Strong forearms can be built by doing the major lifts like deadlifts, rows, chin-ups, pull-ups, and carries. But building Popeye-esque forearms – the type that makes people think twice before shaking your hand – requires additional work.

Enter the wrist roller. What makes it so effective is its ability to place a laser-like focus on both the extensors (top of the forearms) and flexors (bottom of the forearms) without any relaxation time between reps.

Problem is, the standard wrist roller has some drawbacks, namely due to its minimal grip demands and excessive shoulder involvement. Fortunately, there's a better way to reap all of the roller's benefits while eliminating its shortcomings.

All you need is a barbell, a thick band, and a kettlebell:

  • Set up a barbell in a rack at around shoulder height.
  • Put a 45-pound plate on one end of the barbell.
  • Loop a thick band through a fairly heavy kettlebell.
  • Double wrap the band around the other end of the barbell.
  • Alternate between extension (rolling the bar back) and flexion (rolling the bar forward) until your forearms beg for mercy.

Why Is This Superior?

  1. It eliminates shoulder fatigue. To give a standard wrist roller's rope more room to travel, most lifters hold the roller out in front of them with their arms fully extended. This gasses the shoulders out before the forearms have been fully taxed, which puts an early cap on time under tension. With the above setup, the bar is supported by the J-hooks so the forearms have nowhere to hide.
  2. It increases grip demands. Most standard wrist rollers are as thin as the handlebars on a Little Tikes tricycle. With this setup, grip demands are amplified since the ends of barbells are inherently thick. This throws a "crushing" element into the mix and allows you to hammer the forearms even harder.
  3. The hanging kettlebell intensifies muscular contractions and imposes constant tension. The addition of the hanging kettlebell intensifies muscular demands – its frequent oscillations force the forearms to contract continuously.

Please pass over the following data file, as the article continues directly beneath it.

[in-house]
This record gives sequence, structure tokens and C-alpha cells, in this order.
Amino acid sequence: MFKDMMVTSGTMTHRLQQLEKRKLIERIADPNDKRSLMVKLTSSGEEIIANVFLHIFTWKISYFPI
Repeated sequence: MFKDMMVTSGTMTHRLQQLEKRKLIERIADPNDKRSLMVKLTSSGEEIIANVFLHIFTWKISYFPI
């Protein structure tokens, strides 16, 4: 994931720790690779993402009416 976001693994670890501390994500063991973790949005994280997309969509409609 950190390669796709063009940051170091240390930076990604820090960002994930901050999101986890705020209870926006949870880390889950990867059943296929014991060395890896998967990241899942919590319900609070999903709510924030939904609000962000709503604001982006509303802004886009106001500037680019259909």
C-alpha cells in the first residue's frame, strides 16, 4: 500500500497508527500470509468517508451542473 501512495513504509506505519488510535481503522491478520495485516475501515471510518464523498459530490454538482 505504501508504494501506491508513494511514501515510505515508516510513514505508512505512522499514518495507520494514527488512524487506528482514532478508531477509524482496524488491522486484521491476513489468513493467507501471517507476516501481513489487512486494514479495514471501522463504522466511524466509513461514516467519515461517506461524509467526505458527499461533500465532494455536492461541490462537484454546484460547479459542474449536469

The Benefits

  • Greater forearm growth. Constant tension may be the most important factor for forearm development. While the standard wrist roller is effective, this setup ramps up muscular tension due to the hanging kettlebell and increases grip demands due to the barbell's thickness. Plus, since the shoulders aren't a limiting factor, the forearms can be pushed to their absolute limits.
  • Stronger grip = stronger everything. Using the end of a barbell targets crushing strength, which has a direct carryover to strength in essentially every exercise that involves gripping a weight. This is due in large part to the law of irradiation: the harder you grip a weight, the stronger the adjacent muscles will contract.
  • More muscle growth throughout the rest of the body. Subpar grip strength can be a major detriment to strength and size gains. A lack of control can dampen strength and weaken an otherwise strong mind-muscle connection. A strong grip, on the other hand, increases "feel" and leads to greater muscle fiber recruitment. That means greater gains in strength and muscle.

Sets and Reps

Since the wrist roller's demands are less extreme on the eccentric (lowering) portion of the exercise, there's minimal muscle damage occurring. Plus, the wrist roller places hardly any dent on the nervous system due to its small range of motion. This is good news for lifters who want to train their forearms more frequently – every day even – without robbing much training capacity.

Since time under tension is paramount for growth, setting a pre-determined amount of time for each set is key. All it takes is 2-3 sets of 60-90 seconds (alternating between flexion/extension) performed 2-3 times per week – or more, if you're up for it – to stimulate a huge muscle-building response.

Related:  The Very Best Way to Build Forearms

Related:  The Cure for Puny Arms